Why Warehouse Management Systems Are Quickly Becoming the ‘Beating Heart’ of Distribution

And how the consequences of not using one can be significant.

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Warehouse management systems have been around for several decades. JCPenney created the first real-time WMS in 1975. Since then, warehouse management systems have become more and more powerful. As a distribution company, you know the importance of an efficient enterprise resource planning (ERP) system, but are you utilizing all the resources available?

A WMS is an invaluable tool that can significantly improve your company’s distribution center and warehouse operations. It helps streamline operations, reduce costs and improve customer service.

Here’s why a distribution company should consider using a warehouse management system: 

A WMS allows for better inventory visibility and accuracy. With improved inventory visibility and accurate order fulfillment, you can ensure customers receive the correct items promptly. This can improve customer satisfaction, increase customer retention, and increase revenue. With a WMS, organizations can track inventory in real time and quickly locate items in the warehouse. This increased visibility ensures you always have the right amount of inventory on hand, eliminating costly stockouts and overstocks. Additionally, it can reduce the costs associated with inventory control, as it provides real-time visibility into inventory levels, allowing for more accurate ordering. System-directed cycle counting ensures that every location in your facility is counted in the specified time frame, leading to greater bin-level accuracy.

A WMS also eliminates the need for manual data entry, reducing errors and improving accuracy. Optimizing your warehouse operations can reduce labor costs and improve efficiency. With automated processes, you can reduce the time needed to complete tasks and increase your throughput. This improved efficiency can help organizations meet customer demand promptly through increased throughput capacity and reduce the costs of running your business. An example is directed put-away on the receiving dock. With directed put-away, the system tells the put-away driver what specific bin to put the shipment in based on your criteria. In a manual warehouse, the put-away driver must know what type of bin the shipment can be stored in based on size and weight restrictions. Then they must look for an empty bin of that type to put the shipment in. The location is manually written down to be updated in the system later. These additional steps can increase the time and travel and allow for more errors.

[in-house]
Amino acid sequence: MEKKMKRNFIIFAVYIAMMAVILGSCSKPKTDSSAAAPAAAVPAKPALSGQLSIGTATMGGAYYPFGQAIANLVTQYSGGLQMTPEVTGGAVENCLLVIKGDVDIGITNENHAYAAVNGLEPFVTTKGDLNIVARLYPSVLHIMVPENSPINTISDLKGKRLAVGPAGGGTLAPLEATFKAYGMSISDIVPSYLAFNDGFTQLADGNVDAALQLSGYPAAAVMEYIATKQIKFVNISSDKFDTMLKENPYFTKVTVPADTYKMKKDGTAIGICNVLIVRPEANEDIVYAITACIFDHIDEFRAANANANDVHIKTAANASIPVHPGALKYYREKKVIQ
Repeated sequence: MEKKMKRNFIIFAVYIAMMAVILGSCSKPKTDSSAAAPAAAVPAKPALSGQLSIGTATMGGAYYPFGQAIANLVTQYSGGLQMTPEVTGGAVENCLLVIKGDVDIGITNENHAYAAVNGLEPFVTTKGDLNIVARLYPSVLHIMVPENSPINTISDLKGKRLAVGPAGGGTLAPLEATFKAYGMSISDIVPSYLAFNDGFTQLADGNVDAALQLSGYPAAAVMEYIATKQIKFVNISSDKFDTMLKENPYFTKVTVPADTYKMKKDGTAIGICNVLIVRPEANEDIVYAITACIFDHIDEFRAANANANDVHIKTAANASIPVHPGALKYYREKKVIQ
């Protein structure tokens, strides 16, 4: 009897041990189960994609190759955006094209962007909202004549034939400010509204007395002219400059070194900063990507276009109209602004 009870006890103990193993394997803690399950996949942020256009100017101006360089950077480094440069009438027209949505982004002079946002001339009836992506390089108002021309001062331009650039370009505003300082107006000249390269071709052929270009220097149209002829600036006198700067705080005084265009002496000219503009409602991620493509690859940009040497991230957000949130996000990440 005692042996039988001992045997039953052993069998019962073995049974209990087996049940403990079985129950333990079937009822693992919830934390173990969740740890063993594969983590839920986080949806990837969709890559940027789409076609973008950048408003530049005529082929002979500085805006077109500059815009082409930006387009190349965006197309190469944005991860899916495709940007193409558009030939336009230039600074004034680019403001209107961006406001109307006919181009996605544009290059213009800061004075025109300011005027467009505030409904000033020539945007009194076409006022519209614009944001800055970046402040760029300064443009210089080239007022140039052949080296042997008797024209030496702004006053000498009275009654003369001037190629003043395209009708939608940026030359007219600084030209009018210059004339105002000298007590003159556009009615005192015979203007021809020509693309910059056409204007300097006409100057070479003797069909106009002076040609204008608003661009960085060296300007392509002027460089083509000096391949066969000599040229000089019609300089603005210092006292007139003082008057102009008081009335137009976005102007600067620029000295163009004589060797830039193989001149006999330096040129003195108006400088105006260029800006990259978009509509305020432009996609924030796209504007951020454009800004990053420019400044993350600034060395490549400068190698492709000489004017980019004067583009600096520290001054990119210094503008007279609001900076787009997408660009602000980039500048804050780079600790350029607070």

Many products in warehouses may have expiration or use-by dates. A WMS supports a variety of rotation methodologies, such as first in first out (FIFO), last in first out (LIFO), and first expired first out (FEFO) to make sure inventory is rotated correctly. Tracking inventory once shipped by lot codes and code dates is essential to your business when a product recall occurs.

Task interleaving is a critical feature for warehouse productivity. No supervisor or manager likes to see a forklift traveling with empty forks. Task interleaving allows the system to allocate tasks to your workers to maximize their opportunity to be efficient and accomplish the maximum amount of work in the shortest time. The system may direct a picker moving to their next pick location to bring a pallet to the shipping dock along the way. Traditionally, the picker would not know that pallet needed to be moved, nor would the picker get any efficiency credit for doing so. The process allows different functions to accomplish tasks that increase the overall efficiency of the entire operation.

Some features to look for in a WMS include appointment scheduling, inventory management, wave planning and allocation, 3D visual warehouse, receiving and directed put away, task management, picking and packing flexibility, cross-docking, task interleaving, yard visibility, replenishment, kitting and value-added services (VAS), load management, embedded labor management, analytics, voice processing and extensive reporting.

Finally, a WMS can help you stay on top of compliance regulations. With automated processes, you can quickly and accurately identify and track items. This can help you remain compliant with industry regulations and avoid costly penalties.

During a recent conversation with Dan Schuberth, chief revenue officer of the National Association of Wholesale Distributors, he said, “A WMS is the beating heart of any modern physical distribution operation. In addition to the level of control it provides over inventory, fulfillment and transportation, the right WMS harnesses a treasure trove of data to help management teams make the right decisions to optimize efficiency and reduce costs. This is the most critical investment operating teams can make to ensure they can continue to deliver for customers.”

The consequences of not using a WMS can be significant. Without it, a company’s operations will be less efficient, resulting in higher costs, decreased on time in full (OTIF), and reduced customer satisfaction. Manual errors will be more likely, leading to inaccurate inventory levels and incorrect orders.

A WMS is a valuable tool for any distribution company. It can improve efficiency, reduce operating costs and accuracy, and improve customer service. The consequences of not using a WMS can be substantial, so take advantage of its benefits. 

Will Quinn is the director of distribution industry and solution strategy at Infor.

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